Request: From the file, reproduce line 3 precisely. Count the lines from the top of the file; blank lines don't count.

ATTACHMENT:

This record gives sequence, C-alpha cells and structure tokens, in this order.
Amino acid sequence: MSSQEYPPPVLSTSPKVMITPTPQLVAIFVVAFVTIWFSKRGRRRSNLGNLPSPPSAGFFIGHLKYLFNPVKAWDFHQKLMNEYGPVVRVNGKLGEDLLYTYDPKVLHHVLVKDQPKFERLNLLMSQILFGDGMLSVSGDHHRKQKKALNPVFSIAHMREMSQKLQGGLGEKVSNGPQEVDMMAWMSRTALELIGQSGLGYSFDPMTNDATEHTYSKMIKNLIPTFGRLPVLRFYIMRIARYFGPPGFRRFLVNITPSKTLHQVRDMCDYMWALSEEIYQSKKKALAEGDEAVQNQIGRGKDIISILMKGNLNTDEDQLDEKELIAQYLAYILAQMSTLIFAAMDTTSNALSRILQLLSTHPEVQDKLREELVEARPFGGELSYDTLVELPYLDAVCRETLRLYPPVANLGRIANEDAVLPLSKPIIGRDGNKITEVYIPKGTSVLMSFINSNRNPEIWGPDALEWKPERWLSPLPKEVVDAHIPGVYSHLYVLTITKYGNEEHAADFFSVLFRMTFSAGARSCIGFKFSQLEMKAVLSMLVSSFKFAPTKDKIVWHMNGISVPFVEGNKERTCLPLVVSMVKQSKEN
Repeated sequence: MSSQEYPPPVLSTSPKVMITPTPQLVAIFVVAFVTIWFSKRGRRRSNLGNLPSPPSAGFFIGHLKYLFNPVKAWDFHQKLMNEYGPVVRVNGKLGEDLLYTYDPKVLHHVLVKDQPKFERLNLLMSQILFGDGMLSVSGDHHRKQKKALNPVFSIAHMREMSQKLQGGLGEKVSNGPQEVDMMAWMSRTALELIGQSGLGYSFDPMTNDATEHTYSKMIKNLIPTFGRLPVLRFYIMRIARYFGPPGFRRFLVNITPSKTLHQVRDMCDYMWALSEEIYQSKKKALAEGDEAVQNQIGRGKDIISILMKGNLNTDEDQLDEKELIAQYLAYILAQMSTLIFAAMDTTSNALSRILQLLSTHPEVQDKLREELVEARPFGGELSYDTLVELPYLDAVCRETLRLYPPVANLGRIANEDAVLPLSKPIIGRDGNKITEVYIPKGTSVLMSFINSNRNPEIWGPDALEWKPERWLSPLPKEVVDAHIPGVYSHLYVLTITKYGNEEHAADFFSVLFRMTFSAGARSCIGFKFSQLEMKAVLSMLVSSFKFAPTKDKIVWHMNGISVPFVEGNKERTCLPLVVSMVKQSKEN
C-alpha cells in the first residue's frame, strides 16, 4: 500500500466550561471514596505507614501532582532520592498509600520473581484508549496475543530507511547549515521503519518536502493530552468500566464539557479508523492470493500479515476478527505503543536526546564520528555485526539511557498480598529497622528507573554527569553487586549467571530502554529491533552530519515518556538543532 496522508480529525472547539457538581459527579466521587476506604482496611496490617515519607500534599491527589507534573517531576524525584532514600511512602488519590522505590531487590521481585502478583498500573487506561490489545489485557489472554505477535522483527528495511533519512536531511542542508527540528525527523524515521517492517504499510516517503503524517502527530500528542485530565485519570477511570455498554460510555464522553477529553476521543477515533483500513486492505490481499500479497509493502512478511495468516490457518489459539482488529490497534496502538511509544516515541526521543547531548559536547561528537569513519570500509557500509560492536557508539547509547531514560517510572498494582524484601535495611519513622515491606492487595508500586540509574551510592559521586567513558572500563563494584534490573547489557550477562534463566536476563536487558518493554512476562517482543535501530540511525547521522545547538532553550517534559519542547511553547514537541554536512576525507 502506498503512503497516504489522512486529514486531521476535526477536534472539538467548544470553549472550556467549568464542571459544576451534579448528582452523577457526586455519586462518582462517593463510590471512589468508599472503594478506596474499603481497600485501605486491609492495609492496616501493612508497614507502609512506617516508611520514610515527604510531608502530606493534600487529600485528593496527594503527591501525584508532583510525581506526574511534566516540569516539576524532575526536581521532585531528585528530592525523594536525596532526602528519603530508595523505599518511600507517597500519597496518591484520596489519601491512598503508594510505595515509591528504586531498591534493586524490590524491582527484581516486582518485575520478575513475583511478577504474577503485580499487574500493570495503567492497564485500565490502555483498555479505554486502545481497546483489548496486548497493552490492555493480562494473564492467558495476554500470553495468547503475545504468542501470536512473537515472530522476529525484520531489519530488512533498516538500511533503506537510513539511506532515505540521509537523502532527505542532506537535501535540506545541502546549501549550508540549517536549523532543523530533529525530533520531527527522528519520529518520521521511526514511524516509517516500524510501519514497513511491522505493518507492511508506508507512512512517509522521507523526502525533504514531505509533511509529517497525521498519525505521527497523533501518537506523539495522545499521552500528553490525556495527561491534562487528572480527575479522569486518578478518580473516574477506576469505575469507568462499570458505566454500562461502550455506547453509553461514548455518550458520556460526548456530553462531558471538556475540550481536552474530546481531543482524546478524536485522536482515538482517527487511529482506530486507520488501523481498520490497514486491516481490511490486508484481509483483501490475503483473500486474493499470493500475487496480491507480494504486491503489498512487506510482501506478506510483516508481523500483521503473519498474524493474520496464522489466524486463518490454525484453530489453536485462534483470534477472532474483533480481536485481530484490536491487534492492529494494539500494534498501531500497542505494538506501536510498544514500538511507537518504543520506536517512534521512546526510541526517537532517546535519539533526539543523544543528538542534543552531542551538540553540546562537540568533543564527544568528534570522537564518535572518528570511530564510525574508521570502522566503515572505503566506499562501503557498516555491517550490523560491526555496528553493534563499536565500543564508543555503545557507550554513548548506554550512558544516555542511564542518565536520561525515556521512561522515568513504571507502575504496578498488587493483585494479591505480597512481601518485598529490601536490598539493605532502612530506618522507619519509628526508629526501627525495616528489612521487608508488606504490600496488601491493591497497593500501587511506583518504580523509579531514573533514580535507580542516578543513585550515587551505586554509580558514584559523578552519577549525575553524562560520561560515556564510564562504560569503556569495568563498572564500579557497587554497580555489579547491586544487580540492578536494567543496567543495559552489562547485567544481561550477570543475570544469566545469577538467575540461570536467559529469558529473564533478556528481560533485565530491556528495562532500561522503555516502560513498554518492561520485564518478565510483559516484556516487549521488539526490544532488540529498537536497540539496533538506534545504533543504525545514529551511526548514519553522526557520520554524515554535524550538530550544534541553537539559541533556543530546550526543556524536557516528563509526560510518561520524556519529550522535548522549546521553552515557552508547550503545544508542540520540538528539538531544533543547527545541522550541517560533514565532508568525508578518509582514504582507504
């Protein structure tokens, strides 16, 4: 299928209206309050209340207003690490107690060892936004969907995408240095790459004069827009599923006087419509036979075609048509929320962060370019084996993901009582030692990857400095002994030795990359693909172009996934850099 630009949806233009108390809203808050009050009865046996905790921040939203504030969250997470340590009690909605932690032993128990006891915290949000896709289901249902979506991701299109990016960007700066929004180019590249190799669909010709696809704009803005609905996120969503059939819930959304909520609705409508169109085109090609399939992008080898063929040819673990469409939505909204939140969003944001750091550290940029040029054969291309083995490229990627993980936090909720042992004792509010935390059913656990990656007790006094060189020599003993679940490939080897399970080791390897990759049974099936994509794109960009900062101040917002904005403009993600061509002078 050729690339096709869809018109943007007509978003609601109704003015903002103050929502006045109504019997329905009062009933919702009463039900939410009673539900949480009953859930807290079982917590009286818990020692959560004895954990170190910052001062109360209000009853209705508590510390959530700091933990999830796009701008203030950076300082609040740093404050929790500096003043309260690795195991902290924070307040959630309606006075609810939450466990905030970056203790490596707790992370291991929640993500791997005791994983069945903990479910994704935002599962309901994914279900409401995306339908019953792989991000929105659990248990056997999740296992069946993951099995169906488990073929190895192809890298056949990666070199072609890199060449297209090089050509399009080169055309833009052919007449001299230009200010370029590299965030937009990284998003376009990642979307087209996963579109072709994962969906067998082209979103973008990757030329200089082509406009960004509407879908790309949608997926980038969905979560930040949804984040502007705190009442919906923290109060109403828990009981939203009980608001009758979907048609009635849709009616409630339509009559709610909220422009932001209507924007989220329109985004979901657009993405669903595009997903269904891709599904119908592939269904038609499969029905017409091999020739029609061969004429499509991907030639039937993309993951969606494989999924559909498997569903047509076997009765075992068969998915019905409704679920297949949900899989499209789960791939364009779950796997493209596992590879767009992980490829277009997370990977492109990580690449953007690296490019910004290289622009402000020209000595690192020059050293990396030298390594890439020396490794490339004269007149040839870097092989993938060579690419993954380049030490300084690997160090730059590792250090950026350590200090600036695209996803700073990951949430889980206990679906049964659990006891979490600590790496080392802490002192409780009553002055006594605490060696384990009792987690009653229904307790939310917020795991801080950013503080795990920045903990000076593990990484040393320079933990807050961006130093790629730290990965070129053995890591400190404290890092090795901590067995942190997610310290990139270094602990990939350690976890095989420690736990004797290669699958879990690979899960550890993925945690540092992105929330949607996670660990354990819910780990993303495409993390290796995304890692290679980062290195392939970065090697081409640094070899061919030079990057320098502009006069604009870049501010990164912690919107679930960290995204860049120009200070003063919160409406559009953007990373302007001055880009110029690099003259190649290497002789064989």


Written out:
Repeated sequence: MSSQEYPPPVLSTSPKVMITPTPQLVAIFVVAFVTIWFSKRGRRRSNLGNLPSPPSAGFFIGHLKYLFNPVKAWDFHQKLMNEYGPVVRVNGKLGEDLLYTYDPKVLHHVLVKDQPKFERLNLLMSQILFGDGMLSVSGDHHRKQKKALNPVFSIAHMREMSQKLQGGLGEKVSNGPQEVDMMAWMSRTALELIGQSGLGYSFDPMTNDATEHTYSKMIKNLIPTFGRLPVLRFYIMRIARYFGPPGFRRFLVNITPSKTLHQVRDMCDYMWALSEEIYQSKKKALAEGDEAVQNQIGRGKDIISILMKGNLNTDEDQLDEKELIAQYLAYILAQMSTLIFAAMDTTSNALSRILQLLSTHPEVQDKLREELVEARPFGGELSYDTLVELPYLDAVCRETLRLYPPVANLGRIANEDAVLPLSKPIIGRDGNKITEVYIPKGTSVLMSFINSNRNPEIWGPDALEWKPERWLSPLPKEVVDAHIPGVYSHLYVLTITKYGNEEHAADFFSVLFRMTFSAGARSCIGFKFSQLEMKAVLSMLVSSFKFAPTKDKIVWHMNGISVPFVEGNKERTCLPLVVSMVKQSKEN